Historical Trauma in the Present: Why APA Cannot Remain Silent on the Dakota Access Pipeline
By Susan H. McDaniel, PhD (2016 APA President)
Protesters being marked with numbers, put in dog kennels and shot with rubber bullets. These do not sound like events that should occur in modern day America. Unfortunately, according to media reports, these are some of the first-hand accounts of what is happening in North Dakota as protests escalate over the Dakota Access Pipeline.
For those unfamiliar with the dispute between environmental and human rights protesters on behalf of the Standing Rock Sioux Reservation and law enforcement, I would invite to you read the New York Times detailed summary of events. In short, there is a growing perception of injustice as a 1,172-mile oil pipeline that is slated to run from North Dakota to Illinois was rerouted near the Standing Rock Sioux Reservation due its potential threat of contamination to Bismarck, North Dakota’s water supply.
Native Americans have been historically marginalized and mistreated by the United States. For instance, not all States recognized Native Americans’ right to vote until 1957 and many tribes experienced great loss of life, land and culture as the result of State and Federal legislation.
According to the psychological literature, chronic, systemic loss and mistreatment, as described above, may lead to historical trauma in which the pain experienced by one generation transfers to subsequent generations through biological, psychological, environmental, and social means. Studies show that historical trauma is linked to health disparities, including increased likelihood of early death due to chronic liver disease and cirrhosis, unintentional injuries, assault/homicide, and suicide.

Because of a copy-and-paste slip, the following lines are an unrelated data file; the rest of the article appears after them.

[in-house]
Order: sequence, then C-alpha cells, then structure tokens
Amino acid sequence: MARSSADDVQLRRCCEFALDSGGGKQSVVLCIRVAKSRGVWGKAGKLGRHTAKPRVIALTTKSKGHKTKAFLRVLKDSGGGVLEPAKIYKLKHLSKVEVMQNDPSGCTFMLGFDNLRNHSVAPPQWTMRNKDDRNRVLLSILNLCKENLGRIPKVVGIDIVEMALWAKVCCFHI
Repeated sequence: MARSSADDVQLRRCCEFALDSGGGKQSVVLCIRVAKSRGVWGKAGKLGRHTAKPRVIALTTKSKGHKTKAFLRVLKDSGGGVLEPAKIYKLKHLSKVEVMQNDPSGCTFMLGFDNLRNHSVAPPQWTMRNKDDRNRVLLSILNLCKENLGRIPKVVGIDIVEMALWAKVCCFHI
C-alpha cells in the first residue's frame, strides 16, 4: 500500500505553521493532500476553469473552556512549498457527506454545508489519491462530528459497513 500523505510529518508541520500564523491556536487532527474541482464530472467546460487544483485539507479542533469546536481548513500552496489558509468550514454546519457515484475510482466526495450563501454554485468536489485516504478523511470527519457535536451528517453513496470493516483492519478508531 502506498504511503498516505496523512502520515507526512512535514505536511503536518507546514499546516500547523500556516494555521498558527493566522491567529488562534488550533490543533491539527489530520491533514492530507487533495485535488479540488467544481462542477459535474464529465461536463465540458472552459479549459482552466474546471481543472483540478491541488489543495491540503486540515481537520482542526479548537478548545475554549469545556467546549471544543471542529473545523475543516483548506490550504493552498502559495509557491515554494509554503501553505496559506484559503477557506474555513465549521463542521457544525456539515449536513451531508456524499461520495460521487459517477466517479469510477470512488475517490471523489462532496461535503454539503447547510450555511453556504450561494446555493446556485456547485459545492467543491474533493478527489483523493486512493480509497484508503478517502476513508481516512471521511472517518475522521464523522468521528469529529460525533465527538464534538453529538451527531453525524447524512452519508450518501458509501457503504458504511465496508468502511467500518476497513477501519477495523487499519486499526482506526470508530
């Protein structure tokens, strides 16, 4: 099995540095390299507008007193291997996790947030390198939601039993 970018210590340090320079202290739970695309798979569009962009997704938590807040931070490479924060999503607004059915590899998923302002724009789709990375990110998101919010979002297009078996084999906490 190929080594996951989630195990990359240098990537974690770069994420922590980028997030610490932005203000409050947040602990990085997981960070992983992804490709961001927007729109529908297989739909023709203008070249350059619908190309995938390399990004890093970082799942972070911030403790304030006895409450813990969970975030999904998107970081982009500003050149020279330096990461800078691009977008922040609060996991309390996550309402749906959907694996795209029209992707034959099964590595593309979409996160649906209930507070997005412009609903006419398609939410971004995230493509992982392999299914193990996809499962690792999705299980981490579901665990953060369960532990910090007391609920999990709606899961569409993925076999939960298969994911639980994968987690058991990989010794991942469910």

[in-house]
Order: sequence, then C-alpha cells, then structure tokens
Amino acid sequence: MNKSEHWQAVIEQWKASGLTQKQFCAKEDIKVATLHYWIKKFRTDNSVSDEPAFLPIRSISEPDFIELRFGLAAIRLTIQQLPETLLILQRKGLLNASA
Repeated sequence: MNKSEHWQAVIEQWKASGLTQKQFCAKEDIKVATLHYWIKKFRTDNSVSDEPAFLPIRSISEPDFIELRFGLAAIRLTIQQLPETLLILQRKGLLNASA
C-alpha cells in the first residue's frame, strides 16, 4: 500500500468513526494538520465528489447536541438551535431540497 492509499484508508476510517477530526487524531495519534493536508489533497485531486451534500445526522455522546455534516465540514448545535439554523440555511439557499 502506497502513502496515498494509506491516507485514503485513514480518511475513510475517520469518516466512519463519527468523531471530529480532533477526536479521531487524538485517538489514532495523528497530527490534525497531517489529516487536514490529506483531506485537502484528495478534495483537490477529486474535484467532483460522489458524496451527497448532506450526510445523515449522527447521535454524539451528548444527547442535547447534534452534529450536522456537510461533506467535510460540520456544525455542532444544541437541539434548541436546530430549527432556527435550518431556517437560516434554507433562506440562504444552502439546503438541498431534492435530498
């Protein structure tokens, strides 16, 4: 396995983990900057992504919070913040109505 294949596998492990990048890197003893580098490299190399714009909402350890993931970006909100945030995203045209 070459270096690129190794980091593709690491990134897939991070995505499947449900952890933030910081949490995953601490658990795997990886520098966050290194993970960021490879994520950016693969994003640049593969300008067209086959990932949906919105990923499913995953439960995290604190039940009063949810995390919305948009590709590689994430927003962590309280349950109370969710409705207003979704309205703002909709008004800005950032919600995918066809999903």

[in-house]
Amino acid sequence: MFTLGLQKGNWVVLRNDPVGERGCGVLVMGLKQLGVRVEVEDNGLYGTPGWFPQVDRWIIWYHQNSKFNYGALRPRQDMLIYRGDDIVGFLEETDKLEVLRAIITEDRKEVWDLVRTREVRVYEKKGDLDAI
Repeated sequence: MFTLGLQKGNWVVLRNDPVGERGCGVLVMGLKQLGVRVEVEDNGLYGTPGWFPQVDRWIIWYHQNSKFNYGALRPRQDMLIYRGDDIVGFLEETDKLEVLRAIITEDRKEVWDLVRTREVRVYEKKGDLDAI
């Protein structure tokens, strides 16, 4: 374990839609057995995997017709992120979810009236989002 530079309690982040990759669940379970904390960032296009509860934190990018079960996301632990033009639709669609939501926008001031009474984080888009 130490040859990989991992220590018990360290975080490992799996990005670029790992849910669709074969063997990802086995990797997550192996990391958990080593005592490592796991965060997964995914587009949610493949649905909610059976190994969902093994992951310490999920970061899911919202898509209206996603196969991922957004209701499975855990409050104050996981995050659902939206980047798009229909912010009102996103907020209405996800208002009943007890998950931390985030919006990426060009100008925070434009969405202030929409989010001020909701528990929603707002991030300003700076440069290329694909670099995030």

APA’s mission is “to advance the creation, communication and application of psychological knowledge to benefit society and improve people’s lives.” This mission makes it incumbent upon our field and our association to speak out when the health and well-being of marginalized and other populations are being threatened and when possible to prevent trauma from occurring.
Due to the current proposed placement of the Dakota Access pipeline, we are concerned about possible leakage, which could harm the people of the Standing Rock Sioux Reservation. As psychologists, we are troubled by the potential for adverse neurological effects arising from exposure to oil-contaminated water.
In response to current events, I sent a letter on behalf of APA to President Obama with Dr. Jacqueline Gray, President of the Society for the Psychological Study of Culture, Ethnicity and Race (APA Division 45) that expressed:
Our support for the Administration’s hold on the construction of the oil pipeline near the Standing Rock Reservation, and praise for his consideration of alternate routes for the project; and
A request to urge law enforcement to show restraint as they try to diffuse the conflict.
It is critical that APA and the mental health community continue to show our support and bring attention to the issues impacting Native American communities and to help alleviate historical trauma.
In closing, I recommend you sign up for APA’s Federal Action Network to influence policy makers and make sure your voice is heard on critical issues in the future.
Dr. McDaniel is president of the American Psychological Association.
On December 15, 2016, Susan H. McDaniel, PhD (President, American Psychological Association) and Art Blume, PhD (President, Society of Indian Psychologists) published a joint letter to the editor of the New York Times. In it, they reminded readers that despite the construction of the Dakota Access Pipeline being halted, there is still a need for continual collaboration with tribal leaders on matters that affect Native Americans’ sovereignty and welfare, and for education of our country about the history, culture and values of our native peoples.
Image source: Flickr via Creative Commons.
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